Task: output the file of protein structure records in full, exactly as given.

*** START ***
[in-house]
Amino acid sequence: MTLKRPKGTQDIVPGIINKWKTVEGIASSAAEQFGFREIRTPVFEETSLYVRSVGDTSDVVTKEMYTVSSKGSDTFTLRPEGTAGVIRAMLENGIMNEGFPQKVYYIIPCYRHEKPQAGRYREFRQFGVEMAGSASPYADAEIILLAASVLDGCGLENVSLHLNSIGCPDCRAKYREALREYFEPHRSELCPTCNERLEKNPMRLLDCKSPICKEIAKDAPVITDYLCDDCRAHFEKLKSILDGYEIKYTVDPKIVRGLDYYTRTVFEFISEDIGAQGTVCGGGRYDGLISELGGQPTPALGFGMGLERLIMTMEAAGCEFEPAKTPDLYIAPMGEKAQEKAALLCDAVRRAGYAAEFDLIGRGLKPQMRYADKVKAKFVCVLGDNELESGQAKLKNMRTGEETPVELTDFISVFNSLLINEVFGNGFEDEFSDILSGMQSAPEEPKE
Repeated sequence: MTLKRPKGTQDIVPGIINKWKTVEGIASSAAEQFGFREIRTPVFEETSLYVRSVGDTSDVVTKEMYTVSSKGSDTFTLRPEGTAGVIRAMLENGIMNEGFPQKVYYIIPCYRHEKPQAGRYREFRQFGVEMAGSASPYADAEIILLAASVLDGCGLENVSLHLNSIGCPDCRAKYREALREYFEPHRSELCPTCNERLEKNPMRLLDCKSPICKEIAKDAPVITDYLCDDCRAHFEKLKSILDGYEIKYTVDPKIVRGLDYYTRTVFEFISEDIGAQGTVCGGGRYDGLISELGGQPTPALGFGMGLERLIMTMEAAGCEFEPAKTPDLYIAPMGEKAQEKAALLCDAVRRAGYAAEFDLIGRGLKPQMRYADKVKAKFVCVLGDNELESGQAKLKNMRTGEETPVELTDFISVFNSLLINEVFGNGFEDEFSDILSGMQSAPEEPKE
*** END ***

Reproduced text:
[in-house]
Amino acid sequence: MTLKRPKGTQDIVPGIINKWKTVEGIASSAAEQFGFREIRTPVFEETSLYVRSVGDTSDVVTKEMYTVSSKGSDTFTLRPEGTAGVIRAMLENGIMNEGFPQKVYYIIPCYRHEKPQAGRYREFRQFGVEMAGSASPYADAEIILLAASVLDGCGLENVSLHLNSIGCPDCRAKYREALREYFEPHRSELCPTCNERLEKNPMRLLDCKSPICKEIAKDAPVITDYLCDDCRAHFEKLKSILDGYEIKYTVDPKIVRGLDYYTRTVFEFISEDIGAQGTVCGGGRYDGLISELGGQPTPALGFGMGLERLIMTMEAAGCEFEPAKTPDLYIAPMGEKAQEKAALLCDAVRRAGYAAEFDLIGRGLKPQMRYADKVKAKFVCVLGDNELESGQAKLKNMRTGEETPVELTDFISVFNSLLINEVFGNGFEDEFSDILSGMQSAPEEPKE
Repeated sequence: MTLKRPKGTQDIVPGIINKWKTVEGIASSAAEQFGFREIRTPVFEETSLYVRSVGDTSDVVTKEMYTVSSKGSDTFTLRPEGTAGVIRAMLENGIMNEGFPQKVYYIIPCYRHEKPQAGRYREFRQFGVEMAGSASPYADAEIILLAASVLDGCGLENVSLHLNSIGCPDCRAKYREALREYFEPHRSELCPTCNERLEKNPMRLLDCKSPICKEIAKDAPVITDYLCDDCRAHFEKLKSILDGYEIKYTVDPKIVRGLDYYTRTVFEFISEDIGAQGTVCGGGRYDGLISELGGQPTPALGFGMGLERLIMTMEAAGCEFEPAKTPDLYIAPMGEKAQEKAALLCDAVRRAGYAAEFDLIGRGLKPQMRYADKVKAKFVCVLGDNELESGQAKLKNMRTGEETPVELTDFISVFNSLLINEVFGNGFEDEFSDILSGMQSAPEEPKE